Talking about my generation: what Gen X thinks of your marketing strategy
In the first part of our new series on demographics, we ask a consumer from Generation X (widely agreed to be people that were born between the early 1960s to the early 1980s) what social media they use and what they think of financial marketing.
Demographics can be split in any which way you like, of course. You can refine your Facebook ads, for example, right down to cat lovers or punk rockers. Overarching all of that however, are the age stats on users of certain social media platforms. Stats that show older people (30 and up) are on Facebook, while the youth are to be found on Snapchat – or anywhere where their parents aren’t. What we don’t get so much of though, is what people of each generation think of ads and what they are using those social networks for, in relation to financial marketing.
We’ll be interviewing people from each generation over the next month. While not exhaustive by any stretch, we’re hoping these interviews will breathe a little more life into what can sometimes appear to just be a bunch of figures on a graph.
Name: Gareth Price
Occupation: Freelance journalist
Dwelling: South East
“I don’t think adverts for financial products really have had any influence on me. I suppose it’s because I know that financial products are more than just the headlines of an advert. It’s a complex purchase so I would make a decision on a number of factors, most of which I would gather for myself.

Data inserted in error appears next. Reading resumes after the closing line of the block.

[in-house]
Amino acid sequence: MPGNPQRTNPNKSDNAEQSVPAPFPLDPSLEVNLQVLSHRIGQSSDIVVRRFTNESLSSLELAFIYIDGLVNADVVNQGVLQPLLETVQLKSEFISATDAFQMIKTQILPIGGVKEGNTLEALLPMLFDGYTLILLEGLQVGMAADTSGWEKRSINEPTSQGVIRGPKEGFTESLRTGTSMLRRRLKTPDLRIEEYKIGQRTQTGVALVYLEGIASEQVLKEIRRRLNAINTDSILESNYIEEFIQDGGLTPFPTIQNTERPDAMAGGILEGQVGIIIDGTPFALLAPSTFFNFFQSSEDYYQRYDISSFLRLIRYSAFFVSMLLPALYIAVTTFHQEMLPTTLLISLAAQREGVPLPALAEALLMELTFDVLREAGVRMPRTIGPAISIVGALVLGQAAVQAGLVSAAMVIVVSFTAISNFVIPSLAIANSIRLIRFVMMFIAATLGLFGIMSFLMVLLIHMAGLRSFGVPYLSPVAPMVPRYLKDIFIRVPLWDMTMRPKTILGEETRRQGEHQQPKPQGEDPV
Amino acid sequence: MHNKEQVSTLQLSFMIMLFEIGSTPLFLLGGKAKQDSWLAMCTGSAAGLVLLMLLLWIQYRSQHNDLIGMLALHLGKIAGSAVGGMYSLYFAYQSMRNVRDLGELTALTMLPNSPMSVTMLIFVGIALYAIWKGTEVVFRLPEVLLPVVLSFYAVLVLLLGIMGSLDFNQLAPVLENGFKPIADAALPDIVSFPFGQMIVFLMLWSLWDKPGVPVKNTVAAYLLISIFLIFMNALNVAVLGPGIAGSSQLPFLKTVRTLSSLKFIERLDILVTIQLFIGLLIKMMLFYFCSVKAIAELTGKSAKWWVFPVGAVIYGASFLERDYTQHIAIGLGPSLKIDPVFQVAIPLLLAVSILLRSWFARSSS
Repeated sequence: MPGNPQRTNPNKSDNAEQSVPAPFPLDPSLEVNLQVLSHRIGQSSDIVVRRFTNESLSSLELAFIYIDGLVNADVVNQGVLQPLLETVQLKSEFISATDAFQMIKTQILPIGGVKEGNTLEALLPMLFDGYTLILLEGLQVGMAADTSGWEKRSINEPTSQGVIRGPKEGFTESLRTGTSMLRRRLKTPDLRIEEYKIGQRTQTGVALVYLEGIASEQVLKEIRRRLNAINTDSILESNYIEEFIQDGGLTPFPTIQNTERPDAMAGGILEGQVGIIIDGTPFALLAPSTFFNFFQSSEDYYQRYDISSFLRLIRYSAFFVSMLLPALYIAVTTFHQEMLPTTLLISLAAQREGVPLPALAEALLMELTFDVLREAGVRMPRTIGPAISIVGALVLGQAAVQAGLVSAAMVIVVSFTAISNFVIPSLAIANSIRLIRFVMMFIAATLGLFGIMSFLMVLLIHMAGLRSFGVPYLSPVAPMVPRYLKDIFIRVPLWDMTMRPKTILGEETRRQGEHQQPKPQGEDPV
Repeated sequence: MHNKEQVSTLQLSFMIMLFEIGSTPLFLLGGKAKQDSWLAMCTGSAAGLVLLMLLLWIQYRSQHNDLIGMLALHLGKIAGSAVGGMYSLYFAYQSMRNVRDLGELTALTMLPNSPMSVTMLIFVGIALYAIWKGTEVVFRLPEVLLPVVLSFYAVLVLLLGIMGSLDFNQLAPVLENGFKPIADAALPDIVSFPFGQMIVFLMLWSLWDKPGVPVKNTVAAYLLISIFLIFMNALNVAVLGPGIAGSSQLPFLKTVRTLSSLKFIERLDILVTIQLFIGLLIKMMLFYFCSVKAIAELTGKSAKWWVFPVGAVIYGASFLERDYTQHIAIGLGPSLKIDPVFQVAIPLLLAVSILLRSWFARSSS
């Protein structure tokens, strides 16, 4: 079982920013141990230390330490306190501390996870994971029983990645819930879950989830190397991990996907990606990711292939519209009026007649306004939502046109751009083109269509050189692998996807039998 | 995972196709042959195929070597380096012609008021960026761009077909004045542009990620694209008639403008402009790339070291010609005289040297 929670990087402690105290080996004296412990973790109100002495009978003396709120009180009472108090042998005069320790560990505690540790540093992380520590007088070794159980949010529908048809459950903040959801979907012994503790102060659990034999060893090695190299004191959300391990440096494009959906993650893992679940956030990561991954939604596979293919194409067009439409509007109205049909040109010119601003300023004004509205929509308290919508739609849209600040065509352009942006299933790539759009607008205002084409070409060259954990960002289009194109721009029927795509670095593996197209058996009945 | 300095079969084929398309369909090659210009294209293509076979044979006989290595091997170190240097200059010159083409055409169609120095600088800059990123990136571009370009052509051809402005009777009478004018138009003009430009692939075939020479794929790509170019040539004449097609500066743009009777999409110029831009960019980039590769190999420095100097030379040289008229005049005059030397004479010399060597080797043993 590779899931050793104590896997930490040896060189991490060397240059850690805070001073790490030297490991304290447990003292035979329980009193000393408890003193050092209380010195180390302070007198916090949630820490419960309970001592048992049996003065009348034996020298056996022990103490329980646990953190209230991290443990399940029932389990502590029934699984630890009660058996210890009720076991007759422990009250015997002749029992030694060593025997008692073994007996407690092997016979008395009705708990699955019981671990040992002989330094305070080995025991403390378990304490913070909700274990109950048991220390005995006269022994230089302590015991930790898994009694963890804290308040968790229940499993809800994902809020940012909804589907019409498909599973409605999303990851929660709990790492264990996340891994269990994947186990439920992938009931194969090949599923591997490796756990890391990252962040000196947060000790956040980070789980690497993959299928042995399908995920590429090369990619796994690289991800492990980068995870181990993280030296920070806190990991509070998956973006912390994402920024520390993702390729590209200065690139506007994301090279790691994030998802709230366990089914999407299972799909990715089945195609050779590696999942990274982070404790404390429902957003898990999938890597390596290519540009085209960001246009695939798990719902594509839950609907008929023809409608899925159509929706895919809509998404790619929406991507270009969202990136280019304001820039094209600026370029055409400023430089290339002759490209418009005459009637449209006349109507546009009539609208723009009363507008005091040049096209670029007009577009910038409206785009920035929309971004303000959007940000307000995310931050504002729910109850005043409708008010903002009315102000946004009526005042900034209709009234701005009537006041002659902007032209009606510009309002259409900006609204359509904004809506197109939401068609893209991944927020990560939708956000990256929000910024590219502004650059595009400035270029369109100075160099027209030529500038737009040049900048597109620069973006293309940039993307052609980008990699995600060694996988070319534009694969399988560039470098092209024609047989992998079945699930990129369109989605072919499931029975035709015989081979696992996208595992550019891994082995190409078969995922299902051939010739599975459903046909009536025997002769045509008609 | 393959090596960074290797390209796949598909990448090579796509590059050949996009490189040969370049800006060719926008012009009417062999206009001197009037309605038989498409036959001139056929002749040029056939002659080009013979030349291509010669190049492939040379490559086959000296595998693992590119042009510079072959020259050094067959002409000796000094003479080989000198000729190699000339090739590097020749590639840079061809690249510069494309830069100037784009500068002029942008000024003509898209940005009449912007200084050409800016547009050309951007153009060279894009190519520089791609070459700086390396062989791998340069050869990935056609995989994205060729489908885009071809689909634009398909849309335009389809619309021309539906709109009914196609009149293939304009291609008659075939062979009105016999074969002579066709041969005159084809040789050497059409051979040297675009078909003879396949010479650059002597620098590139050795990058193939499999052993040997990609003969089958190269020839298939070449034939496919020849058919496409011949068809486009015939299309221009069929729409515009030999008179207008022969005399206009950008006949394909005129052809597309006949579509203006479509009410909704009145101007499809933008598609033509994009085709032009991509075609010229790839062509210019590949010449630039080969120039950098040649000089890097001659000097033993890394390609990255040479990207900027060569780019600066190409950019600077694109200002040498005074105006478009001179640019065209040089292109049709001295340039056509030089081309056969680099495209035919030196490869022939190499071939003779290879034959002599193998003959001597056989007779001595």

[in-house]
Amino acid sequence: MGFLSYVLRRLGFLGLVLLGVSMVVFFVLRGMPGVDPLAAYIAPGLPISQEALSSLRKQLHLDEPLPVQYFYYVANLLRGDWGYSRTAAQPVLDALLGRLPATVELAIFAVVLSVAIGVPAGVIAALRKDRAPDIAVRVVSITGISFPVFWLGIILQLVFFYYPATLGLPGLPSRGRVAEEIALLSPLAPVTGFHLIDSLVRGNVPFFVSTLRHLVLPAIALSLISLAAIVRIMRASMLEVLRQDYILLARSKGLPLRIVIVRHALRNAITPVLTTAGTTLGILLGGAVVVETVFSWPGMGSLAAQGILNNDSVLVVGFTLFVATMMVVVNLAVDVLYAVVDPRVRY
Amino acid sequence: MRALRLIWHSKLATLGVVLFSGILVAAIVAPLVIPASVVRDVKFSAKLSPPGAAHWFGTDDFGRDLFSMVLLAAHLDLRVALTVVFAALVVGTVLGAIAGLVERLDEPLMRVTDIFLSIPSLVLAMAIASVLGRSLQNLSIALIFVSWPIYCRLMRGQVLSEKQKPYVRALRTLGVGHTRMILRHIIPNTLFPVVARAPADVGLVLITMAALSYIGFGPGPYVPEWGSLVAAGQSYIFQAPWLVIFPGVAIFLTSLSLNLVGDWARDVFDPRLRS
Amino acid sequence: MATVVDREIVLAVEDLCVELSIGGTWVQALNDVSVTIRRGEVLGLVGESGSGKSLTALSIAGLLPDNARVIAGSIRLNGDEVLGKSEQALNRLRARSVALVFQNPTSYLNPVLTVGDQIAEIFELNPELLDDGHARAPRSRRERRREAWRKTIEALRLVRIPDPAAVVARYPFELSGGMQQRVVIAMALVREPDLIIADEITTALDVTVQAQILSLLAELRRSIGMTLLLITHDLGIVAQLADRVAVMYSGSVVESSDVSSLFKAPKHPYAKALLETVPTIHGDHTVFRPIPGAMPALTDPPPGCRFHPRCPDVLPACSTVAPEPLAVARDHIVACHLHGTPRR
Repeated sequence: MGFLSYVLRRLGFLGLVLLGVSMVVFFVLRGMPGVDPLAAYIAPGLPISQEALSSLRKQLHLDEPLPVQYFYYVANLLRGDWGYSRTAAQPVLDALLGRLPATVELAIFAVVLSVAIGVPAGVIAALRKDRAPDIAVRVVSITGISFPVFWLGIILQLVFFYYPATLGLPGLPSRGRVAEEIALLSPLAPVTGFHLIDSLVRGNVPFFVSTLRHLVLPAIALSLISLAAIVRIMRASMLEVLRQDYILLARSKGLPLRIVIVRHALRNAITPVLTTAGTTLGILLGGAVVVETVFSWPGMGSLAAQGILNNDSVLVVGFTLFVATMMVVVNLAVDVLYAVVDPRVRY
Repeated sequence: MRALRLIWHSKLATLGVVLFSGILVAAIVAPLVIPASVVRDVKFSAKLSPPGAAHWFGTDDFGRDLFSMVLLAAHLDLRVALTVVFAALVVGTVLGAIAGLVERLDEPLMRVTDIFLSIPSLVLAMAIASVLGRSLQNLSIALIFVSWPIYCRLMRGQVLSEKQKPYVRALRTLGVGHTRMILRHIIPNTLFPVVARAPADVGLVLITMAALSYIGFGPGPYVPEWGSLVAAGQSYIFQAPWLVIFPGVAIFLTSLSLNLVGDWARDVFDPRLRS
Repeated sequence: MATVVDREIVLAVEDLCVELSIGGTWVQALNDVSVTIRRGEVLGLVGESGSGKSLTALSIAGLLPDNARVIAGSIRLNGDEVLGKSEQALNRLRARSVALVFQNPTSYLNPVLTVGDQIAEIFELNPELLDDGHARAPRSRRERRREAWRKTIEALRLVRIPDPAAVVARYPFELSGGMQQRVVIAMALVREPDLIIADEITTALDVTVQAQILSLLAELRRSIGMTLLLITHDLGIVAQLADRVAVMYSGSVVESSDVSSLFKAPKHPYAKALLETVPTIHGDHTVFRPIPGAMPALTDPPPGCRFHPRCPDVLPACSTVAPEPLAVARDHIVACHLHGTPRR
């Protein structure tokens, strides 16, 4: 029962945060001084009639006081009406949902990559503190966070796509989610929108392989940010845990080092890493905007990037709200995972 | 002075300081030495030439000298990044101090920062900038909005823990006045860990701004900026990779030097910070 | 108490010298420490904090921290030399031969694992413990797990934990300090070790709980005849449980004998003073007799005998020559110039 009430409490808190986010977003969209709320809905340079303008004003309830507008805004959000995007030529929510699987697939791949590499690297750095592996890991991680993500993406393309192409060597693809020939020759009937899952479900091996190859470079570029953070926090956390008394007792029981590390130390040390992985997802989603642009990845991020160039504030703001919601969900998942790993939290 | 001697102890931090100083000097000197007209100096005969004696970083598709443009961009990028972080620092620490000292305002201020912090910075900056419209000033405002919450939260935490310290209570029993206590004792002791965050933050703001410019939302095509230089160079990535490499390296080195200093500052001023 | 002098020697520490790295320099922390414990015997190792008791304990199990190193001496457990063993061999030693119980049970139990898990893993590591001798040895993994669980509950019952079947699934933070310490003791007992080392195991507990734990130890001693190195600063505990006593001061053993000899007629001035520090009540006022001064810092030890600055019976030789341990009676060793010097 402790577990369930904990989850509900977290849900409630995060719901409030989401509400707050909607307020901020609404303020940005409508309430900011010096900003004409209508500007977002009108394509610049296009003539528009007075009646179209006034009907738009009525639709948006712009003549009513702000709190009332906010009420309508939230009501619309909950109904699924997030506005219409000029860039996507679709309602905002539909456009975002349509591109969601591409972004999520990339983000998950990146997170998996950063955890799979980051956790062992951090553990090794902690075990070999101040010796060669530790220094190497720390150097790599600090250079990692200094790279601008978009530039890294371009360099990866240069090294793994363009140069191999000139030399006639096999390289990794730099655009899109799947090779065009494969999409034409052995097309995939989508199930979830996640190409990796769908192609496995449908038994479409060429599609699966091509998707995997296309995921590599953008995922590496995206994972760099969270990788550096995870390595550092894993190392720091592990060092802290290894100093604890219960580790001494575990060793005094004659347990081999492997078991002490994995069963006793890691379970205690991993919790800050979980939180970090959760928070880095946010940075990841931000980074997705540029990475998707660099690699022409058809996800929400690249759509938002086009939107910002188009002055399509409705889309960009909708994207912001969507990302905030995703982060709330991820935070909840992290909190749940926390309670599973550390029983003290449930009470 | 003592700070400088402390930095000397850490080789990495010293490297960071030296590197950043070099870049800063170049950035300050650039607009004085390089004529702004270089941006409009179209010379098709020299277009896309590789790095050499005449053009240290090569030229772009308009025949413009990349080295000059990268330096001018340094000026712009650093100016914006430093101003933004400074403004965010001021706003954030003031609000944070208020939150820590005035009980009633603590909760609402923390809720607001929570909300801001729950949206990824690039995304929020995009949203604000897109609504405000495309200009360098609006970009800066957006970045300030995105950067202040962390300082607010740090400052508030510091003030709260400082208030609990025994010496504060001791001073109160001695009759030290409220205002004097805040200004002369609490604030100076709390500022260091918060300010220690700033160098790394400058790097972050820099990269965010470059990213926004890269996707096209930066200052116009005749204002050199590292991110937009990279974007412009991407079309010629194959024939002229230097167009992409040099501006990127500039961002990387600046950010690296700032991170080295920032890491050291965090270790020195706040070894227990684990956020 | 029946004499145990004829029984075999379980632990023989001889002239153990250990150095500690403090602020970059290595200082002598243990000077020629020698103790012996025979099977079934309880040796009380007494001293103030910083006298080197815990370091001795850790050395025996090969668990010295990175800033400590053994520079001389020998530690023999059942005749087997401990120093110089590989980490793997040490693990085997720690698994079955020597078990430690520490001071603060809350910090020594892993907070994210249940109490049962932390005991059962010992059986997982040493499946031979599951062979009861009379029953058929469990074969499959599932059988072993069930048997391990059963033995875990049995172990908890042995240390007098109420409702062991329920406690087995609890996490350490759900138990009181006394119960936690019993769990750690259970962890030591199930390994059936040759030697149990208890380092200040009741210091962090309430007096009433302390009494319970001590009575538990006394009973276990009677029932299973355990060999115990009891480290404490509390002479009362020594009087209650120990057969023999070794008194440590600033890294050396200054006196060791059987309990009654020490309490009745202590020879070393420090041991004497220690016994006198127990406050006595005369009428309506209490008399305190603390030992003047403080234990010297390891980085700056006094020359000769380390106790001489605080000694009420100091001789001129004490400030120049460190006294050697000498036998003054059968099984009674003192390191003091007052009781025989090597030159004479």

“When I’ve needed financial services, I’ve done some research online, general searches, articles, comparisons, and consulted with friends for any useful feedback about customer service. Adverts perhaps give me an idea of who the big players are in the personal finance market rather than attract to me certain products.
“I’d only stop using a brand if it repeatedly gave me bad service. If they bombard me with updates, I stop following them [on Twitter] but that doesn’t mean I’d withdraw my custom.
“The only financial product I’d have an issue with being promoted are payday loans. But gagging their marketing is not the point, I think regulation and law is the way to tackle it, which is happening as far as I know.
“I did learn about my car insurance company Footman James from its presence on Twitter, the motor press, and motor shows. So I approached them on the back of that, but I chose them because of the premium and policy they offered. Really helpful, responsive, communicative. Can’t praise them enough. Also, they are based in Dudley so their accents are ace.
“I use Facebook, Twitter and LinkedIn. Facebook for fun, social stuff. I don’t tweet that much but I lurk to follow news, sport, entertainment, cultural stuff or use it to raise issues with companies. It’s definitely my default first move with customer services. You get a response of sorts almost every time. I dabble with LinkedIn, mostly to follow who’s working or moving where in my industry and for the occasional interesting article.
“I’m not that familiar with what ‘capital at risk’ means on adverts, but I would take it to be a warning that a sum you have invested might not necessarily build, it might decrease, so make sure you can afford to lose it.”